Too complex to understand? Well it doesn’t have to be since you already do it subconsciously to a certain extent. Don’t you move away from a bright object blasting light at your face while trying to take a selfie because it’s blowing up your face? What you’re trying to do is reduce some light from an overexposed image. Don’t you turn on the flash when it’s too dark but you just have to take a photo of this well decorated dish in a dimly lit restaurant? You’re trying to fill some light into an underexposed image.
The Exposure Triangle
Now that we know what exposure is, let’s talk about how to adjust it. There are just three main settings that you will always adjust to expose a scene: Aperture, Shutter Speed and ISO. They form what is known as the ‘Exposure Triangle’ and are by far the most important three camera settings you will need to adjust all the time for every scene. A well-exposed image is a balance of good adjustments of the aperture, shutter speed and ISO.
Simply put, aperture is the pupil of the lens. It directly controls the amount of light passing through the lens by controlling the size of the opening width of the shutter. Now another important aspect is the fact that the depth of field of an image also varies with aperture.
Depth of field is the range of sharpness in front and behind the distance your lens is focusing on. At lower values of aperture, depth of field is bigger and as the aperture opens up the depth of field goes down. Aperture is typically measured in f-stops i.e. f/x where x is a number.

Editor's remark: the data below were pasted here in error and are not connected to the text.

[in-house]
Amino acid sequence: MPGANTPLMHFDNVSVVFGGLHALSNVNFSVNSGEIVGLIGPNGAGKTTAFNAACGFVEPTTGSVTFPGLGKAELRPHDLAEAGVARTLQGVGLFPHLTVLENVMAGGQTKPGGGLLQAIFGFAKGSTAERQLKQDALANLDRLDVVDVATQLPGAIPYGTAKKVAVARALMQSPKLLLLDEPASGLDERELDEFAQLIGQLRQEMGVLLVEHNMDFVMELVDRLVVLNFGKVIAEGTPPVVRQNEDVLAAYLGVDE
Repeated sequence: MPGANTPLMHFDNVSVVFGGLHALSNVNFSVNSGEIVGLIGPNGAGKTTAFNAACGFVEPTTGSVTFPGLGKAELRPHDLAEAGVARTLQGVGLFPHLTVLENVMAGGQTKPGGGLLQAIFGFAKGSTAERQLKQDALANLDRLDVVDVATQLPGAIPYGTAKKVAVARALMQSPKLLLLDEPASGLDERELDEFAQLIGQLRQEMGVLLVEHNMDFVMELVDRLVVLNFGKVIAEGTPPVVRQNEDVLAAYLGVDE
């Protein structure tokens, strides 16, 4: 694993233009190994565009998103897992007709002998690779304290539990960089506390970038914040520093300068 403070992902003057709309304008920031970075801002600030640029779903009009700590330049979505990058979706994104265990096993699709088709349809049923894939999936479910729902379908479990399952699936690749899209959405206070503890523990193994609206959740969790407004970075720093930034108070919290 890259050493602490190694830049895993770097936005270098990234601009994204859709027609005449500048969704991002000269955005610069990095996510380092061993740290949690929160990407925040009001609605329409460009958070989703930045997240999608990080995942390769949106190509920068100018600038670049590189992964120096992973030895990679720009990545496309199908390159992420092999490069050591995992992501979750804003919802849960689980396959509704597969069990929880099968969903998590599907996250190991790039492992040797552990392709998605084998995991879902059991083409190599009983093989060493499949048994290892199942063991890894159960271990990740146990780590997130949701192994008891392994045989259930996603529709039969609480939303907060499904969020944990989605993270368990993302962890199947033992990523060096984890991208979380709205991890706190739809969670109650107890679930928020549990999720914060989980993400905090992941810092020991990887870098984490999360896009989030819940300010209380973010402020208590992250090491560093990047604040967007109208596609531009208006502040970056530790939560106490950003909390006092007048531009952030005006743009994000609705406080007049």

Lower the f-stop number, bigger the aperture and higher the depth of field, and vice versa.
What you need to remember is that at lower f-stops like f/1.8 the shutter is wide open allowing lots of light in but it has a very shallow depth of field, which is perfect for photos which need background separation to highlight the subject in focus such as portraits or macros, while at a higher f-stop values like f/22 the depth of field is gigantic which means everything will be in focus, making it perfect for landscapes and real estate photography where objects are spread across a wide range of distances.
Aperture implies how much wide the shutter is open, shutter speed on the other hand implies how long the shutter is open exposing light into your camera’s sensor. It is measured in seconds (most often in fractions) such as 1/60, 1/400, etc.
Shooting in low shutter speeds can often introduce camera shake in the image. While shooting handheld the camera has a weight and our hands naturally cannot stay completely still and are bound to shake even if only a little, and in lower shutter speeds it is easily picked up resulting in loss of sharpness and motion blur.
Although this isn’t always bad since in some cases you will need to need to shoot in lower shutter speeds to give it a sense of motion or action. For example, when shooting waterfalls you need the shutter to be open for a good amount of time to smooth out the streams of water so it appears to be flowing.
Shooting in a higher shutter speed lowers the capture window and reduces the chance of motion blur. At higher shutter speeds you can make things look frozen in motion, for example a skateboarder jumping from a platform and frozen mid-air in the picture with complete sharpness.
ISO basically adjusts the sensitivity of your camera sensor towards incoming light. Unlike aperture and shutter speed, it doesn’t directly change the light falling on your sensor. Think of ISO as artificial exposure for your image.
Imagine you are shooting a portrait in the evening and you have set your aperture for that nice background blur and shutter speed low enough to create a sharp image… and the image is still too dark. Your aperture is already open at the widest f-stop and if you lower your shutter speed it’s going to introduce some jitter due to the natural camera shake which you don’t want. What do you do? You simply crank the ISO to a higher value and it helps brighten up the scene the way you want.